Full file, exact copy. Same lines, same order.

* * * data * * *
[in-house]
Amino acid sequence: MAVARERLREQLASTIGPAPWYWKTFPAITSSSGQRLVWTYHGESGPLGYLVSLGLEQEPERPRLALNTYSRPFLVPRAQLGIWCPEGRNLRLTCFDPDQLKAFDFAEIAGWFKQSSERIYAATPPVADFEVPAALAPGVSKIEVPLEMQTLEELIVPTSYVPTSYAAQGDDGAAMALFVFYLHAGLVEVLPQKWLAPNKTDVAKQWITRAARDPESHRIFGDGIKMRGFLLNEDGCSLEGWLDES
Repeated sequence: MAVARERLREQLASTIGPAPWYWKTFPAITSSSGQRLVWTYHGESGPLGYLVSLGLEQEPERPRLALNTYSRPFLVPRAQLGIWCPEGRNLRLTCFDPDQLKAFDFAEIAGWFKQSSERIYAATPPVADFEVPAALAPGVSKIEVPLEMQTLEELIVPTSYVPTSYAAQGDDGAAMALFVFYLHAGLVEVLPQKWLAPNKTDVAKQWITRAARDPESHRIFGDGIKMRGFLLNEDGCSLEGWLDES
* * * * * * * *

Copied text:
[in-house]
Amino acid sequence: MAVARERLREQLASTIGPAPWYWKTFPAITSSSGQRLVWTYHGESGPLGYLVSLGLEQEPERPRLALNTYSRPFLVPRAQLGIWCPEGRNLRLTCFDPDQLKAFDFAEIAGWFKQSSERIYAATPPVADFEVPAALAPGVSKIEVPLEMQTLEELIVPTSYVPTSYAAQGDDGAAMALFVFYLHAGLVEVLPQKWLAPNKTDVAKQWITRAARDPESHRIFGDGIKMRGFLLNEDGCSLEGWLDES
Repeated sequence: MAVARERLREQLASTIGPAPWYWKTFPAITSSSGQRLVWTYHGESGPLGYLVSLGLEQEPERPRLALNTYSRPFLVPRAQLGIWCPEGRNLRLTCFDPDQLKAFDFAEIAGWFKQSSERIYAATPPVADFEVPAALAPGVSKIEVPLEMQTLEELIVPTSYVPTSYAAQGDDGAAMALFVFYLHAGLVEVLPQKWLAPNKTDVAKQWITRAARDPESHRIFGDGIKMRGFLLNEDGCSLEGWLDES